On the first Wednesday in June 1913, a smartly dressed woman left Epsom Downs station to join the crowds on Derby Day.
Her name was Emily Wilding Davison, she was a forty-year-old graduate from Northumberland, and she belonged to the Women’s Social and Political Union. Under her coat she carried two Suffragette flags.
Showing Suffragette outrage on King George’s horse Anmer. The picture above shows horse, jockey (Herbert Jones) and the woman, Miss Davison, lying on the ground. From Romance of the Derby Stakes by Alan Macey, 2nd edition pub 1932 by Hutchinson & Co Ltd. Facing p216 – The race of 1913 at Tattenham Corner. Courtesy of Bourne Hall Museum
Davison was taken to the Epsom Cottage Hospital in Alexandra Road, where she died four days later.
Her funeral was long remembered as the last great Suffragette rally, a pageant in which thousands of women in white paid their last respects to the heroine who had died for their freedom. Five years later, women achieved the vote.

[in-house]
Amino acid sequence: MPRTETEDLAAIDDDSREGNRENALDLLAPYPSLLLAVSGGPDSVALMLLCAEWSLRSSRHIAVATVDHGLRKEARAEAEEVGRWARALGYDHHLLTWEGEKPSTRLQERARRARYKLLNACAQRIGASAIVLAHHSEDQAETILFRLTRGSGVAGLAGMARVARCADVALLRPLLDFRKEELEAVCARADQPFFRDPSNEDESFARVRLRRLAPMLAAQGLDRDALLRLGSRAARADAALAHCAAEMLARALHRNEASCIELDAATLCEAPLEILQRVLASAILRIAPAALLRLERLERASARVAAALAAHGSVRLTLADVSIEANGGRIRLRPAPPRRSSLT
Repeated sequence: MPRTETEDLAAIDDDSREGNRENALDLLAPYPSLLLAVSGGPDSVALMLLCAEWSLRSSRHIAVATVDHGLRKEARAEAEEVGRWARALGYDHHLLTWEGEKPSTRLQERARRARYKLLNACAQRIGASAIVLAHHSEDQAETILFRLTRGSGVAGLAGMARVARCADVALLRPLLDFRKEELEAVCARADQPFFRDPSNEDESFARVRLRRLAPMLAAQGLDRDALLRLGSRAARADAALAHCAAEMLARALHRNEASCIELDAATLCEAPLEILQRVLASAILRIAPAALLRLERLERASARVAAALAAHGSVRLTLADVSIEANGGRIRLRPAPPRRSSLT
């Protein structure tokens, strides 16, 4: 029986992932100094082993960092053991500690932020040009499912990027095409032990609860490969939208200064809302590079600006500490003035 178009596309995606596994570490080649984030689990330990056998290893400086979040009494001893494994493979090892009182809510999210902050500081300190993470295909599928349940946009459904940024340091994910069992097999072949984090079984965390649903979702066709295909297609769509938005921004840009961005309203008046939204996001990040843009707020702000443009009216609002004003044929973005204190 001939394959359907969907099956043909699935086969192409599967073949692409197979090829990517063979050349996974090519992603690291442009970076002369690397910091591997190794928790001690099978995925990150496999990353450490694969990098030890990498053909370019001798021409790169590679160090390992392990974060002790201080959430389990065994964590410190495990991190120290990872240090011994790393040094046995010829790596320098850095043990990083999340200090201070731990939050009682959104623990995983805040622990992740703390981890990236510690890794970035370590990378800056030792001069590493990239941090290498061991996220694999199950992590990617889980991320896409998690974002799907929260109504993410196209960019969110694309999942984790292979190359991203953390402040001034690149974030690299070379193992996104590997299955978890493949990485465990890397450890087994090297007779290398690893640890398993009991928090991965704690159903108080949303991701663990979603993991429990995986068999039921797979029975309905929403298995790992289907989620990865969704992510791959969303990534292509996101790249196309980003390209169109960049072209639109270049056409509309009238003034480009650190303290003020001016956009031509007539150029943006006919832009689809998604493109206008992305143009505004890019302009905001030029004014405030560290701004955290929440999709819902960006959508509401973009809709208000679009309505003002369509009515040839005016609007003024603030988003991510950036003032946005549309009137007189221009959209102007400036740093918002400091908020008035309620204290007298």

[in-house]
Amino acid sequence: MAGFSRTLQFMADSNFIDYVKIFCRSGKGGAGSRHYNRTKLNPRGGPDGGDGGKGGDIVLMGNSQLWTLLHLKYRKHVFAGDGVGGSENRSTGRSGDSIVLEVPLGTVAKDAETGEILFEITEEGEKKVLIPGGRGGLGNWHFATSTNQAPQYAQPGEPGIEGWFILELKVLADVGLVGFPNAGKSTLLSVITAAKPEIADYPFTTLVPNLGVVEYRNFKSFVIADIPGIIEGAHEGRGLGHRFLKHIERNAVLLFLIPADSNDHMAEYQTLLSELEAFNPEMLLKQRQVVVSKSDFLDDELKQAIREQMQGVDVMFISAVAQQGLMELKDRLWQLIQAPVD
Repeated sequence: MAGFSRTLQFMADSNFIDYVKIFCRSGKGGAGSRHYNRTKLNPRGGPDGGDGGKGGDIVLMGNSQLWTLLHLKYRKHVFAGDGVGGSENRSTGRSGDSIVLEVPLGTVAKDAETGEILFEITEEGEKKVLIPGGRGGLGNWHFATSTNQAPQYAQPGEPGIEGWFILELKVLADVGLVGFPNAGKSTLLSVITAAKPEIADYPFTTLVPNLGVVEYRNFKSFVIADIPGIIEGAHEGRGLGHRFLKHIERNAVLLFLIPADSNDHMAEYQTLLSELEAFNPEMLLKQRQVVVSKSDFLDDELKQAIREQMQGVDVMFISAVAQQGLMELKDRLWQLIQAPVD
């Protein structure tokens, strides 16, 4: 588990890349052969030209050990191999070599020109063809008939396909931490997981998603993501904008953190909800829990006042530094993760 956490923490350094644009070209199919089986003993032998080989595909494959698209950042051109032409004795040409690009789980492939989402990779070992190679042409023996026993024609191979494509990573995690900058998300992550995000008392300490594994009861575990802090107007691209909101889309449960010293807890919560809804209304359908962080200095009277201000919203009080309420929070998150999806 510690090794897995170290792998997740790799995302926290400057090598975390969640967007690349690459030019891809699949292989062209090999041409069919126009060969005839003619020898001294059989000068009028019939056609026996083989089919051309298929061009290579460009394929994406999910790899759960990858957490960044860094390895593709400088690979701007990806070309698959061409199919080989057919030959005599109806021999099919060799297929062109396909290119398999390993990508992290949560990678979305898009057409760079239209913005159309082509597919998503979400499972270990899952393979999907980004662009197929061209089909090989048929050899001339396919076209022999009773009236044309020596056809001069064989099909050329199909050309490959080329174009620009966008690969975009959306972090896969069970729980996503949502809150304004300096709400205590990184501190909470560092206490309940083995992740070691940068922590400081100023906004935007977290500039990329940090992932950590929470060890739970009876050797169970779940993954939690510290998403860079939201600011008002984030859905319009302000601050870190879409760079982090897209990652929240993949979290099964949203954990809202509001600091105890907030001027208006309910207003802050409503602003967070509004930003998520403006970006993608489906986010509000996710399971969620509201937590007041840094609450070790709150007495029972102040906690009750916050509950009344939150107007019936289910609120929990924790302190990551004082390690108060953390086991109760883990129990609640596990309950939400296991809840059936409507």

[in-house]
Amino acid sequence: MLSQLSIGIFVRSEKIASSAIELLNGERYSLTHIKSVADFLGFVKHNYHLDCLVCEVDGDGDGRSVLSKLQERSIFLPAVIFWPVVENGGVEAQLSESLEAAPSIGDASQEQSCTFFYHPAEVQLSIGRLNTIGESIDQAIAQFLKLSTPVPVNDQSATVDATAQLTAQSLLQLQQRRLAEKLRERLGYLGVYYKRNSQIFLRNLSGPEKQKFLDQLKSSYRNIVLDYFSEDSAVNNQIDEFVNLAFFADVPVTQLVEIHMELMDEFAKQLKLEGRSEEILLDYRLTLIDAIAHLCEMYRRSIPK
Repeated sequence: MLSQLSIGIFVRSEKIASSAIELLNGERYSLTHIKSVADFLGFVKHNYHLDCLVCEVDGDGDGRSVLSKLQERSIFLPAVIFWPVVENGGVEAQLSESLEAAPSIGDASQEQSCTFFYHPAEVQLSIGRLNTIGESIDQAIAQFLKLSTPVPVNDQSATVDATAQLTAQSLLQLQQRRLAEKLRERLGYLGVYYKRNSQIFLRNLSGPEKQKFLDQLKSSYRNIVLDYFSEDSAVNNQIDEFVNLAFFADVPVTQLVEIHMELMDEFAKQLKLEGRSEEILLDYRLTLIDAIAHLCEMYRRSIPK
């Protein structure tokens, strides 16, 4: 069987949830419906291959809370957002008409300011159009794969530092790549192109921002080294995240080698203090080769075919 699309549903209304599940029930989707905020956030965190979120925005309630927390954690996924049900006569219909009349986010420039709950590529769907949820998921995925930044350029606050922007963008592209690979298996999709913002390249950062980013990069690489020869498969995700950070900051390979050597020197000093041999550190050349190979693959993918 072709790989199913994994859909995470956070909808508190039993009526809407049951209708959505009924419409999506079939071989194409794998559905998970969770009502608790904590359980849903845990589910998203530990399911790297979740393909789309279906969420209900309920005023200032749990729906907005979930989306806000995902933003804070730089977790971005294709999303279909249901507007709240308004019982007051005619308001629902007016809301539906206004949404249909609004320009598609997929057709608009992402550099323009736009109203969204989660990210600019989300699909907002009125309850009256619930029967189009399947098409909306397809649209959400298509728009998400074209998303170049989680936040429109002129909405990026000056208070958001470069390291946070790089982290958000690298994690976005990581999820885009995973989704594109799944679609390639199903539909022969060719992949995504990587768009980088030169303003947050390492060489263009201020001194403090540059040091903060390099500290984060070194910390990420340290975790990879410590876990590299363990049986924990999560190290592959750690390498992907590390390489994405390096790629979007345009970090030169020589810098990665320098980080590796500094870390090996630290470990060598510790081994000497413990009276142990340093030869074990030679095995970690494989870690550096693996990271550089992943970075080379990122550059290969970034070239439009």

Watch the Pathé newsreel film of the Derby here http://www.britishpathe.com/video/emily-davison-throws-herself-under-the-kings-derby
Read Bourne Hall Museum’s detailed article about the 1913 Derby and Emily Davison http://www.epsom.townpage.co.uk/bhmsuffragettes.html
Watch the Warwick Trading Co. newsreel film of Emily Wilding Davison’s funeral procession, from the film archives of Screen Archive South East, here http://screenarchive.brighton.ac.uk/detail/29/
Read ‘Woman and Sphere’ the fascinating blog by suffrage expert Dr Elizabeth Crawford which features Emily Wilding Davison https://womanandhersphere.com/2017/01/30/suffrage-stories-who-did-the-flowers-material-culture-and-emily-wilding-davisons-funeral/